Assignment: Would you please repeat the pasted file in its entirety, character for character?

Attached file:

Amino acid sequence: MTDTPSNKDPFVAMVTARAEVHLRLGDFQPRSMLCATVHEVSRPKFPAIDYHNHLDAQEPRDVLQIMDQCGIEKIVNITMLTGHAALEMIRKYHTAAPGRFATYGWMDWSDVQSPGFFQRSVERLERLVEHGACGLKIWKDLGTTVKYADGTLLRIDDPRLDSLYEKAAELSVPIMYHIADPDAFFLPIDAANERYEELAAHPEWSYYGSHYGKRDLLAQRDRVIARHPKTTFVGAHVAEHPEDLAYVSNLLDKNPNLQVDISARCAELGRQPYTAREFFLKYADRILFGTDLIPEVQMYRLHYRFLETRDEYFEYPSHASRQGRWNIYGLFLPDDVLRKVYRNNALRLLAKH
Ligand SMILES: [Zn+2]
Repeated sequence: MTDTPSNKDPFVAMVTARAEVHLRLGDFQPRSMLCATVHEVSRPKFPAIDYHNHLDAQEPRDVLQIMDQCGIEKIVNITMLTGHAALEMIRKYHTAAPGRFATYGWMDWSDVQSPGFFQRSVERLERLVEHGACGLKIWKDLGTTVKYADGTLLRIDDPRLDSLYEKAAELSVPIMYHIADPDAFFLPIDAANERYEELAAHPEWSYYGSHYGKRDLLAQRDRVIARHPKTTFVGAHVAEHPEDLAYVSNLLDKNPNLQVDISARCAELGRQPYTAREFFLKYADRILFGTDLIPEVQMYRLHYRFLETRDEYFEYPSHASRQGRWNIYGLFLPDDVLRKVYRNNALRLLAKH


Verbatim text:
Amino acid sequence: MTDTPSNKDPFVAMVTARAEVHLRLGDFQPRSMLCATVHEVSRPKFPAIDYHNHLDAQEPRDVLQIMDQCGIEKIVNITMLTGHAALEMIRKYHTAAPGRFATYGWMDWSDVQSPGFFQRSVERLERLVEHGACGLKIWKDLGTTVKYADGTLLRIDDPRLDSLYEKAAELSVPIMYHIADPDAFFLPIDAANERYEELAAHPEWSYYGSHYGKRDLLAQRDRVIARHPKTTFVGAHVAEHPEDLAYVSNLLDKNPNLQVDISARCAELGRQPYTAREFFLKYADRILFGTDLIPEVQMYRLHYRFLETRDEYFEYPSHASRQGRWNIYGLFLPDDVLRKVYRNNALRLLAKH
Ligand SMILES: [Zn+2]
Repeated sequence: MTDTPSNKDPFVAMVTARAEVHLRLGDFQPRSMLCATVHEVSRPKFPAIDYHNHLDAQEPRDVLQIMDQCGIEKIVNITMLTGHAALEMIRKYHTAAPGRFATYGWMDWSDVQSPGFFQRSVERLERLVEHGACGLKIWKDLGTTVKYADGTLLRIDDPRLDSLYEKAAELSVPIMYHIADPDAFFLPIDAANERYEELAAHPEWSYYGSHYGKRDLLAQRDRVIARHPKTTFVGAHVAEHPEDLAYVSNLLDKNPNLQVDISARCAELGRQPYTAREFFLKYADRILFGTDLIPEVQMYRLHYRFLETRDEYFEYPSHASRQGRWNIYGLFLPDDVLRKVYRNNALRLLAKH